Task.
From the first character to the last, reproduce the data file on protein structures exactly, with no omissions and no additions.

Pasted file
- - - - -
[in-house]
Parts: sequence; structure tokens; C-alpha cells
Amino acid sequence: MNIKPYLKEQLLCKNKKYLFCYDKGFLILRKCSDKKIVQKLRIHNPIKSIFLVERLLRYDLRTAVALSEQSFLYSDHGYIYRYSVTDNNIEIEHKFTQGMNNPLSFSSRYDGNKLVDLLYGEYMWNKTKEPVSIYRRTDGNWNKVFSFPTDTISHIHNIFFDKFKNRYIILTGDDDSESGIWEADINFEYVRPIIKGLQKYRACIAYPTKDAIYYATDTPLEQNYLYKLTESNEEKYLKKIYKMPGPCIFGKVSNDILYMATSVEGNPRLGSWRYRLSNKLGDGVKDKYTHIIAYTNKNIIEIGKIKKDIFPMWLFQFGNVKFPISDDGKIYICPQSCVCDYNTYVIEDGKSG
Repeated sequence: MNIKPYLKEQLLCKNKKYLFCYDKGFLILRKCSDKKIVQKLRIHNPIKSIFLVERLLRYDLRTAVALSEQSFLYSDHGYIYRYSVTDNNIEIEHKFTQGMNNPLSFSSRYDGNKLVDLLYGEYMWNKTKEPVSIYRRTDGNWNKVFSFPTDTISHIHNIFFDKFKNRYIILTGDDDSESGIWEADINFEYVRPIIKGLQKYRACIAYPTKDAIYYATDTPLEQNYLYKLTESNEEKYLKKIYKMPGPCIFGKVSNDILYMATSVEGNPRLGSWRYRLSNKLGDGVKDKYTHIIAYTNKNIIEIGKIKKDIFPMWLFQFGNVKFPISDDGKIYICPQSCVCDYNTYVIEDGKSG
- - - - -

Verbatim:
[in-house]
Parts: sequence; structure tokens; C-alpha cells
Amino acid sequence: MNIKPYLKEQLLCKNKKYLFCYDKGFLILRKCSDKKIVQKLRIHNPIKSIFLVERLLRYDLRTAVALSEQSFLYSDHGYIYRYSVTDNNIEIEHKFTQGMNNPLSFSSRYDGNKLVDLLYGEYMWNKTKEPVSIYRRTDGNWNKVFSFPTDTISHIHNIFFDKFKNRYIILTGDDDSESGIWEADINFEYVRPIIKGLQKYRACIAYPTKDAIYYATDTPLEQNYLYKLTESNEEKYLKKIYKMPGPCIFGKVSNDILYMATSVEGNPRLGSWRYRLSNKLGDGVKDKYTHIIAYTNKNIIEIGKIKKDIFPMWLFQFGNVKFPISDDGKIYICPQSCVCDYNTYVIEDGKSG
Repeated sequence: MNIKPYLKEQLLCKNKKYLFCYDKGFLILRKCSDKKIVQKLRIHNPIKSIFLVERLLRYDLRTAVALSEQSFLYSDHGYIYRYSVTDNNIEIEHKFTQGMNNPLSFSSRYDGNKLVDLLYGEYMWNKTKEPVSIYRRTDGNWNKVFSFPTDTISHIHNIFFDKFKNRYIILTGDDDSESGIWEADINFEYVRPIIKGLQKYRACIAYPTKDAIYYATDTPLEQNYLYKLTESNEEKYLKKIYKMPGPCIFGKVSNDILYMATSVEGNPRLGSWRYRLSNKLGDGVKDKYTHIIAYTNKNIIEIGKIKKDIFPMWLFQFGNVKFPISDDGKIYICPQSCVCDYNTYVIEDGKSG